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Former Prime Minister Brian Mulroney meets with the Globe's editorial board on Oct. 3, 2012.Fred Lum/The Globe and Mail

Former Prime Minister Brian Mulroney’s relationship with the West was a complicated one, with anger from decades of grievances erupting during his time in office even as he sought to address issues from the Senate reform to the National Energy Program.

Resentment toward the implementation of the GST and the rise of the Reform Party saw Mr. Mulroney’s Progressive Conservatives lose their long hold on parts of the Prairies and British Columbia. Fissures between PC and more Reform-like elements of Canada’s conservative movement linger to this day.

But his longtime political rival, former Reform Party leader Preston Manning, praised Mr. Mulroney on Friday for inking the free trade deal with the United States in 1988 – doing then what westerners had wanted for a century, since the time of Sir John A. Macdonald’s National Policy. That policy was long seen as protecting central Canadian manufacturers to the detriment of westerners.

“The western populist parties, all the way from the United Farmers right up to Reform, have been strong advocates of free trade. It’s not just for the advantage to the West, but for the advantage of the country,” Mr. Manning said in an interview.

And while Mr. Mulroney’s Meech Lake Accord was viewed primarily as a vehicle for bringing Quebec into the constitution, it would – if it had survived – required the prime minister to appoint senators from lists compiled by the relevant provinces.

Former Saskatchewan Premier Brad Wall said as a young political “nerd” in university, and was such a fan of Mr. Mulroney’s that he kept a campaign poster of the PM on his dorm room wall. He said Meech Lake was the “last best effort” to try to fulfill the long-held wish of westerners for Senate reform. And Mr. Mulroney’s dismantled the last of the NEP in 1985, and created a billion-dollar “deficiency payment” package to Saskatchewan farmers helped saved them from drought and low prices in 1986.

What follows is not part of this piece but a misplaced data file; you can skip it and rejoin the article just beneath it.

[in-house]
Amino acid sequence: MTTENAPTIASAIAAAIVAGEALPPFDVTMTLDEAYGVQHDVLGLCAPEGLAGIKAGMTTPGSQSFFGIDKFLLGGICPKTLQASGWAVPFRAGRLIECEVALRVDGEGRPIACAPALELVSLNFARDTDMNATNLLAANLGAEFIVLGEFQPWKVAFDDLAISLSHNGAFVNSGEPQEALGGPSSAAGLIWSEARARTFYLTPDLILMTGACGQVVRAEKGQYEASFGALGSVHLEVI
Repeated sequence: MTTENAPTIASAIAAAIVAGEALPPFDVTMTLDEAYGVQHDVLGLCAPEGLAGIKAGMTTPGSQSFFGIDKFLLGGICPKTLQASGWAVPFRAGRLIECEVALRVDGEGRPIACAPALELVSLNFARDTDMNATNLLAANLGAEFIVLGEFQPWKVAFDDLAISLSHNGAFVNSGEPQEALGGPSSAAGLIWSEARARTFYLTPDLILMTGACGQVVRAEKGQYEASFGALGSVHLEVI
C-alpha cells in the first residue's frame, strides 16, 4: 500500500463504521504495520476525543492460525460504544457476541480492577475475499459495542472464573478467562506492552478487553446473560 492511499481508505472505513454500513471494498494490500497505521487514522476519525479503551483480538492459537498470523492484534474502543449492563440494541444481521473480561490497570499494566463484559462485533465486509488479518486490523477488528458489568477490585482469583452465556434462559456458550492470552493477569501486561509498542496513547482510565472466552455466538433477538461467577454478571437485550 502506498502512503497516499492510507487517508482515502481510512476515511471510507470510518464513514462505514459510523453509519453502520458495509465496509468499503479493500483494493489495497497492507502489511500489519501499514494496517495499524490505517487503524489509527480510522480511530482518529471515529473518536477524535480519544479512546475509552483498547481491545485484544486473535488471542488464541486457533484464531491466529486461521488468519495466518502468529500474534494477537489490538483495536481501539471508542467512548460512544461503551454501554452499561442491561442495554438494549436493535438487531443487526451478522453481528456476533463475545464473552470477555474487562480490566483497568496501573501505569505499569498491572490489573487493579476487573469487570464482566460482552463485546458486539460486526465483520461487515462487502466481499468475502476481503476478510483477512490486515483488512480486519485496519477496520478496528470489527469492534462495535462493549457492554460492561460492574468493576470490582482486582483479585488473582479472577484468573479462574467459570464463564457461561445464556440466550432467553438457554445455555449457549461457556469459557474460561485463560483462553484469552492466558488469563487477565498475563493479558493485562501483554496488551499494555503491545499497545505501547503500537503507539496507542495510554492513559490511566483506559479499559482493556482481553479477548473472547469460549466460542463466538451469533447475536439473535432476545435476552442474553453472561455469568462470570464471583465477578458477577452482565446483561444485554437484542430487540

“Never had the West been more in in a federal government since Diefenbaker was the prime minister,” said Mr. Wall, teasing off a Reform Party slogan.

Mr. Manning said, however, Mr. Mulroney was motivated simply by politics in many regards. “These changes were made not out of passionate devotion to agriculture by a Quebec lawyer, but by his pollsters who said, ‘If you don’t have a strong ag policy, you’re going to lose Saskatchewan.’ ”

By the early 1990s, Mr. Mulroney had realized that the Reform Party wasn’t a flash in the pan, and had pivoted to often attacking the upstart party and promoting western MPs, such as Don Mazankowski, to key cabinet roles. He also moved the National Energy Board to Calgary as a political gift. At that time, a young Stephen Harper – then a Reform policy analyst – quipped that every time Mr. Mulroney mentioned the new party, it helped raise their profile.

In British Columbia, Gerry St. Germain, who won his Mission-Port Moody seat for the PCs as Mr. Mulroney was elected as party leader, said his party didn’t do enough to counter the rise of Reform.

The antipathy toward Ottawa began under Liberal prime minister Pierre Trudeau, he said.

Mr. St. Germain sounded the alarm about the political threat from the growing populist party, “but it was like a grassfire: the moment it started, it was out of control.”

John Cummins was one of the first organizers for Reform and he ran under the banner in 1988, before the party found its footing. “A lot of people liked what we were saying, but they wanted free trade, so they voted for Brian Mulroney,” he recalled.

He joined because he felt there was no future in B.C. for his son. “We were treated like an afterthought here in the West.”

In 1993, Mr. Cummins was back on the hustings as the Reform candidate for Delta-Richmond East, and early on found voters weren’t ready to commit. It wasn’t until the PCs elected Kim Campbell as leader when everything changed. “Mulroney, even at the end of his second term, had loyalty and respect for some of the things that he had done.”

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